Turning grief into art: UNCW student creates documentary after father dies from cancer

Finding purpose through loss, that's what one UNCW student decided to do with a film project her father started when he was diagnosed with cancer.

WILMINGTON, NC (WWAY) — Finding purpose through loss, that’s what one UNCW student decided to do with a film project her father started when he was diagnosed with cancer.

Betsy Bertram lost her father, 66-year-old Scott Bertram, to cancer in July of 2017. When he was diagnosed four years earlier, he set out to create a movie, something he’d always wanted to do. Unfortunately, he was not able to finish it, but he made Betsy promise to turn her grief into art after he died. So, four months after losing her dad, Betsy took what her dad started and created “Captain Scott B and the Great Adventure” with filmmaker Matthew Chenet.

“Grief totally flipped my world upside down. I really lost myself in that process and making this film gave me an opportunity to work through my grief in a creative way to metabolize it and to create a vehicle for having more conversations about grief with other people,” Bertram said.

After his diagnosis, Betsy says her dad filmed everything, all their adventures big and small. The documentary is made up of her dad’s footage and new footage shot by Chenet. She says they went back to some of the same locations to create the experiences they had together.

Something Bertram wasn’t expecting was the lengthy filmmaking process. In the beginning, she says being vulnerable was easy because it was where she was in the grieving process, but it got more difficult as time went on.

“I had forgotten there were other ways to be, but the filmmaking process ended up taking four years so that got more difficult to go back, to revisiting those hard, devastating moments,” Bertram said. “It was really good practice because it forced me to work through it rather than just putting it in a box.”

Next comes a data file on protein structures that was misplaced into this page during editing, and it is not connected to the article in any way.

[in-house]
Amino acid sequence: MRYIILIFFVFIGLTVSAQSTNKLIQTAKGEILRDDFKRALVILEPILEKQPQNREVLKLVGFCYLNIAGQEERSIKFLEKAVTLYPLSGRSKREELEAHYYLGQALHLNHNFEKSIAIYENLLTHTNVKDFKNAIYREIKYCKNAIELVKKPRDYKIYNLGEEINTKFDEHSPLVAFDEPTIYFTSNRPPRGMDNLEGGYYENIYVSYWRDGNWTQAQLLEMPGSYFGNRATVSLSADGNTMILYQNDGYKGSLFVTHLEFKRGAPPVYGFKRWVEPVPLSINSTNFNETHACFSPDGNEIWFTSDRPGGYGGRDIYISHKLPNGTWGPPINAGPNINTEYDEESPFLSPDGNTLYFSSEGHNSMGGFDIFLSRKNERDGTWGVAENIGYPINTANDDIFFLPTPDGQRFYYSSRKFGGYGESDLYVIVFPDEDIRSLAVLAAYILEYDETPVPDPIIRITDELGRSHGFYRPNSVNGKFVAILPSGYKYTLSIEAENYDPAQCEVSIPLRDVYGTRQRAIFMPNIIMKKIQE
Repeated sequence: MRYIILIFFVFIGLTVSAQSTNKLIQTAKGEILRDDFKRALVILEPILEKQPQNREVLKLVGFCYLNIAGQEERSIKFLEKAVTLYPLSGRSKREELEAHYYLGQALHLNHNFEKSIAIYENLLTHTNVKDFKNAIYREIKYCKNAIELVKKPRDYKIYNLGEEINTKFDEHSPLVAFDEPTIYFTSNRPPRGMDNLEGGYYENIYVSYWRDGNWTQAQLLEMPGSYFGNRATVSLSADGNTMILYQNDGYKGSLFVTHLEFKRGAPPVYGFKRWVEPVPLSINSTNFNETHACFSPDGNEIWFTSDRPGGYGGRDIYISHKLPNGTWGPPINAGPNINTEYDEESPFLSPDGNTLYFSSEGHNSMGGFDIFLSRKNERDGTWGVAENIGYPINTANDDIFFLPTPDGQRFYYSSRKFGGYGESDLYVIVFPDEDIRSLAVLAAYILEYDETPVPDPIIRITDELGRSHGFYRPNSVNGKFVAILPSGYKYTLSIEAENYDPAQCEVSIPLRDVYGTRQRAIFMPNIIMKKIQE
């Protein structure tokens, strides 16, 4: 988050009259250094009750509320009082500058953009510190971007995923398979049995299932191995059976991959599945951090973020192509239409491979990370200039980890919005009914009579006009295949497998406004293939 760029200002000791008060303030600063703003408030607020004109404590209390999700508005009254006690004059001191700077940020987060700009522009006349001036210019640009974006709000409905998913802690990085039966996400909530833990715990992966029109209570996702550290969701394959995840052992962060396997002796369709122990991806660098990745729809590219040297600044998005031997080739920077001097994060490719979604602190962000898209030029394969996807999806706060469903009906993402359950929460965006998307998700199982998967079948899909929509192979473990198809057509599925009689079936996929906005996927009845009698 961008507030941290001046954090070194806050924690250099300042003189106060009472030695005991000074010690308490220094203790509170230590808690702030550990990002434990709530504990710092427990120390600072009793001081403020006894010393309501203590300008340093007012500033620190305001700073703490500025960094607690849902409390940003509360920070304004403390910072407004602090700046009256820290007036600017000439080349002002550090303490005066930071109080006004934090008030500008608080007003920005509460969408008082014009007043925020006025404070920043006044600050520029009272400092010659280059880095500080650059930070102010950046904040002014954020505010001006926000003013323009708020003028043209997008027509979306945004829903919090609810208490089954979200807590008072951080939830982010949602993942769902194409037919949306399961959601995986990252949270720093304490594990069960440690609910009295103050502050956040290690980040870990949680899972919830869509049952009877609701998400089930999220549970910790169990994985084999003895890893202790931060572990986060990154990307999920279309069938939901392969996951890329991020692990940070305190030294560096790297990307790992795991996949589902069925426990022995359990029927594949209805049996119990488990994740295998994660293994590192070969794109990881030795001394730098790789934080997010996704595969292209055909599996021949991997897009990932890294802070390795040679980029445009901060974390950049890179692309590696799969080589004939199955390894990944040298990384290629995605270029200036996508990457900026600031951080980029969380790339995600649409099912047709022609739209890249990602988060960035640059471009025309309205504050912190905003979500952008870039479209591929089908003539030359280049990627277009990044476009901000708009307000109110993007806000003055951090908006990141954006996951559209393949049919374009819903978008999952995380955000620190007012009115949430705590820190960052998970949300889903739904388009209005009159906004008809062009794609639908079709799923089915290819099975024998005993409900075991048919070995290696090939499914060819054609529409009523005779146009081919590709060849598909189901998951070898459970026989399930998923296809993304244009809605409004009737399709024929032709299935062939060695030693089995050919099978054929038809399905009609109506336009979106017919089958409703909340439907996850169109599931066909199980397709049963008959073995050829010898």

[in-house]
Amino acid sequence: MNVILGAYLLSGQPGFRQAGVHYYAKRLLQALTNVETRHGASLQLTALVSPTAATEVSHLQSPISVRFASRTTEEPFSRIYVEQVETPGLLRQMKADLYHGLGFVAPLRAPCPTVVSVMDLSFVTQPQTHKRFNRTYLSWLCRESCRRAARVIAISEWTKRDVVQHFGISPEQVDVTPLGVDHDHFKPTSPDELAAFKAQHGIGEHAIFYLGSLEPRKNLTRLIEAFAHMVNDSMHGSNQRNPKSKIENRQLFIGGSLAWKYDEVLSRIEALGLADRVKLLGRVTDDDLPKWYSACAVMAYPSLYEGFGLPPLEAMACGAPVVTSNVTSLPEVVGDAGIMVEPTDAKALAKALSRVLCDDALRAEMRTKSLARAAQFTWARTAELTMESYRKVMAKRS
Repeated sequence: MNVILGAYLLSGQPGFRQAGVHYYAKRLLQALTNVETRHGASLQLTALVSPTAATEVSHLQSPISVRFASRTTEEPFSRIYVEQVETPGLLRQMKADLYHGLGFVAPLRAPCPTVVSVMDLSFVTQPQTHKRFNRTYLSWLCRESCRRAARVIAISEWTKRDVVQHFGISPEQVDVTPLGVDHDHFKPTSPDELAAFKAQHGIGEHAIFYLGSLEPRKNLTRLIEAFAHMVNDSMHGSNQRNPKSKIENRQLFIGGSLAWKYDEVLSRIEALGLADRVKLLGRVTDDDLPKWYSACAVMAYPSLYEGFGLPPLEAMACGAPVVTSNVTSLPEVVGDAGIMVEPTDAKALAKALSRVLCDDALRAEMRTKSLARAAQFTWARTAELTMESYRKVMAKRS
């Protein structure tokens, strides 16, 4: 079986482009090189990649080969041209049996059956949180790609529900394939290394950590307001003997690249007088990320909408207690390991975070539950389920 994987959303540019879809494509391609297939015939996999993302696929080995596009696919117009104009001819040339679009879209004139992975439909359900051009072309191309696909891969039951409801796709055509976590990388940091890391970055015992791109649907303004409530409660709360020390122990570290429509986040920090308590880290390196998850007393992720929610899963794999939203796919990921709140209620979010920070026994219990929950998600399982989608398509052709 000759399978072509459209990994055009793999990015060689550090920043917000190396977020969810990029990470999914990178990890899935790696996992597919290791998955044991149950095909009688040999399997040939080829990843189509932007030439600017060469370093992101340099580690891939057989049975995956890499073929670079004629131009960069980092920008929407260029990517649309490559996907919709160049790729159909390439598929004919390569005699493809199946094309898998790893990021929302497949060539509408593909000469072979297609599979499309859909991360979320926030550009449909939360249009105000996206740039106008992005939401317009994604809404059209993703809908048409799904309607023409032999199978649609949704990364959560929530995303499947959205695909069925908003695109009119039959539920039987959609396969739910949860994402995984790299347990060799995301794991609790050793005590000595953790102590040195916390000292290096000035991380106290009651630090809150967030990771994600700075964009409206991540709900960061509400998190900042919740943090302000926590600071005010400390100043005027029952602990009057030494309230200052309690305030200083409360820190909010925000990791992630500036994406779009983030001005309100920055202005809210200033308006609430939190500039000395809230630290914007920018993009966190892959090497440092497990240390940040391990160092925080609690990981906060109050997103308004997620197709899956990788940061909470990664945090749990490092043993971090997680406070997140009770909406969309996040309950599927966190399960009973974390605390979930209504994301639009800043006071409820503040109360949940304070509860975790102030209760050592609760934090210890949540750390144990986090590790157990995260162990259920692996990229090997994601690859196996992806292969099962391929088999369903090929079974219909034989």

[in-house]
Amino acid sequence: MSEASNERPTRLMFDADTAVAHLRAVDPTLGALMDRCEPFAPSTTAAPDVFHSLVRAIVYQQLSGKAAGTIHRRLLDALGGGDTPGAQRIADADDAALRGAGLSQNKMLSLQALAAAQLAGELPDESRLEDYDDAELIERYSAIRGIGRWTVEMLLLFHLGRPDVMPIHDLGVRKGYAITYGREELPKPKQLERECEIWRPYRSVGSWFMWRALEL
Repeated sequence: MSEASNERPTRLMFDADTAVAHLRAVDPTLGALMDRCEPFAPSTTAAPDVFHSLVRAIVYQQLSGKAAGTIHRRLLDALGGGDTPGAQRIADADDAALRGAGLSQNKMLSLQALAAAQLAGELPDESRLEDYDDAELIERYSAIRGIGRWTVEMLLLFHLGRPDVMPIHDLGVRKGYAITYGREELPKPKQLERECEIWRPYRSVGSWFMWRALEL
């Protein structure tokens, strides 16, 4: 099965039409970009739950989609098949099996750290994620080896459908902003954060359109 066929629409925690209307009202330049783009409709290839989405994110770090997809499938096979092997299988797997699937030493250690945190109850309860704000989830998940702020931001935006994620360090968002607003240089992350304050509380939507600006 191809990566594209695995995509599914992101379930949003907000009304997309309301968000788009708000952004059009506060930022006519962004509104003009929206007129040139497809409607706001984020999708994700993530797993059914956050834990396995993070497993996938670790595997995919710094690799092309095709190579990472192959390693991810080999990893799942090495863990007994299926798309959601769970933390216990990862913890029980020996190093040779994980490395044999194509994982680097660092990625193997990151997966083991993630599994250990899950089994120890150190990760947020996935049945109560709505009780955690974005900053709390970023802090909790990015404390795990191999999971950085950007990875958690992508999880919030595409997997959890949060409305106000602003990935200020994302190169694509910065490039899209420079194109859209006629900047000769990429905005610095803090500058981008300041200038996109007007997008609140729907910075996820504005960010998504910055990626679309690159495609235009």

Betsy and her father both knew his loss would be profound. He was a stay-at-home dad and her best friend. She believes he knew how devastating the loss would be for her, so that’s why he made her promise to turn her grief into art. She wanted to keep that promise and create something beautiful from the “wreckage” of her life.

“It’s interesting because at the start because I was like, this is my dad’s story, we’re telling my dad’s story. As we worked on the project, it did evolve and it became my story and his story and now when I watch the film it’s really hard for me to tell the difference between the two,” Bertram said. “That’s given me a lot of solace because I feel that my dad is in me and I’m in him.”

Something very special for Bertram, she has become a mother since her father died. Even though her children will never meet her dad, she says they feel like they know him because of the documentary.

Bertram says the purpose of the film is to create space for people to talk about grief and to leave people with her dad’s message — to remember that every day is a new adventure.

“Life is magnificent and we don’t have to seek other sorts of wonder that just stepping outside the door and looking up at the sky is a fantastic moment that we get to have every day on this earth,” Bertram said.

The documentary premiered for the first time on campus at the Lumina Theater on Wednesday night. It debuted at the Carrboro Film Festival in 2021.

To watch the trailer for the documentary, and find out more about screenings and the production of the film, visit here.

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